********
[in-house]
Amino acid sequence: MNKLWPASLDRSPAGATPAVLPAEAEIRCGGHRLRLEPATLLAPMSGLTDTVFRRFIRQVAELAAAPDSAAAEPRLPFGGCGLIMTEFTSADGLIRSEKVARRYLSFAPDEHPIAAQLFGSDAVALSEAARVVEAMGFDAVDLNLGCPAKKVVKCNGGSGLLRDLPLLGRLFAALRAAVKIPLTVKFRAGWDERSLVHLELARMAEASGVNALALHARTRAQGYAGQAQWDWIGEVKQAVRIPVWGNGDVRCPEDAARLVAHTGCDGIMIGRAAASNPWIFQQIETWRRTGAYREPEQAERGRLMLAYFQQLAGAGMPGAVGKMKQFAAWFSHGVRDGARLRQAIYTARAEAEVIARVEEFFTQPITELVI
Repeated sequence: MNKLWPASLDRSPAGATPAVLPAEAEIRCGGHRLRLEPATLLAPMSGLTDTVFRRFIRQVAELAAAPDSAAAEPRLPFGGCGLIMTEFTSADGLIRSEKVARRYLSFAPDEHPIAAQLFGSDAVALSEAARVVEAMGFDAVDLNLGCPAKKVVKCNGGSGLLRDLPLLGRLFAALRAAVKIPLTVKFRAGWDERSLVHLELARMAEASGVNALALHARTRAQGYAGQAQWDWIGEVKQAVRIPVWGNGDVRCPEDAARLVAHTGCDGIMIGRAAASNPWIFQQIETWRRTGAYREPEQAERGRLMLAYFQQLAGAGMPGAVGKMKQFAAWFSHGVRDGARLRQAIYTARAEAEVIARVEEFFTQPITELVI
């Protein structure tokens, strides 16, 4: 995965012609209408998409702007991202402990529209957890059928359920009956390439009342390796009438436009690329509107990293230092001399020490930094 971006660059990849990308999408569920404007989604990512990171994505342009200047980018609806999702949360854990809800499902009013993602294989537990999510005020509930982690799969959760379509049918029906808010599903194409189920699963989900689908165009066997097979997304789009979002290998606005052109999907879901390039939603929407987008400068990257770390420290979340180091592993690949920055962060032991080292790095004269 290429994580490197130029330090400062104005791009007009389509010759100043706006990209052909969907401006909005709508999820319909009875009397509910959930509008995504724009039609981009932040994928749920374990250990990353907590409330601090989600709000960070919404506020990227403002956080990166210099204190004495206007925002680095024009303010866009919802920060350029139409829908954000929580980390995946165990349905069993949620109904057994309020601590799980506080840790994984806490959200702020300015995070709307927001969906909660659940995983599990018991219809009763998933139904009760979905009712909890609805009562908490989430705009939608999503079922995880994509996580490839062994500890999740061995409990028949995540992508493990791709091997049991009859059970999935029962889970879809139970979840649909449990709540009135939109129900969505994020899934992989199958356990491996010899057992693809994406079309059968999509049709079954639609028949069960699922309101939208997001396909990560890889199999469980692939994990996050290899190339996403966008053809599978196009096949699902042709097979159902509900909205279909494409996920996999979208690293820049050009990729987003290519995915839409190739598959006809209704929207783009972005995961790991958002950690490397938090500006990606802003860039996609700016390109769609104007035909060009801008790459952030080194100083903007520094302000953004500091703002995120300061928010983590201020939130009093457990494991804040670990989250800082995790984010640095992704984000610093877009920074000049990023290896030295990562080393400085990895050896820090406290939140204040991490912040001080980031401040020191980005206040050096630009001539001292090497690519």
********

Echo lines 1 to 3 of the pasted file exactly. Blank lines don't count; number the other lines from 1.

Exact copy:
[in-house]
Amino acid sequence: MNKLWPASLDRSPAGATPAVLPAEAEIRCGGHRLRLEPATLLAPMSGLTDTVFRRFIRQVAELAAAPDSAAAEPRLPFGGCGLIMTEFTSADGLIRSEKVARRYLSFAPDEHPIAAQLFGSDAVALSEAARVVEAMGFDAVDLNLGCPAKKVVKCNGGSGLLRDLPLLGRLFAALRAAVKIPLTVKFRAGWDERSLVHLELARMAEASGVNALALHARTRAQGYAGQAQWDWIGEVKQAVRIPVWGNGDVRCPEDAARLVAHTGCDGIMIGRAAASNPWIFQQIETWRRTGAYREPEQAERGRLMLAYFQQLAGAGMPGAVGKMKQFAAWFSHGVRDGARLRQAIYTARAEAEVIARVEEFFTQPITELVI
Repeated sequence: MNKLWPASLDRSPAGATPAVLPAEAEIRCGGHRLRLEPATLLAPMSGLTDTVFRRFIRQVAELAAAPDSAAAEPRLPFGGCGLIMTEFTSADGLIRSEKVARRYLSFAPDEHPIAAQLFGSDAVALSEAARVVEAMGFDAVDLNLGCPAKKVVKCNGGSGLLRDLPLLGRLFAALRAAVKIPLTVKFRAGWDERSLVHLELARMAEASGVNALALHARTRAQGYAGQAQWDWIGEVKQAVRIPVWGNGDVRCPEDAARLVAHTGCDGIMIGRAAASNPWIFQQIETWRRTGAYREPEQAERGRLMLAYFQQLAGAGMPGAVGKMKQFAAWFSHGVRDGARLRQAIYTARAEAEVIARVEEFFTQPITELVI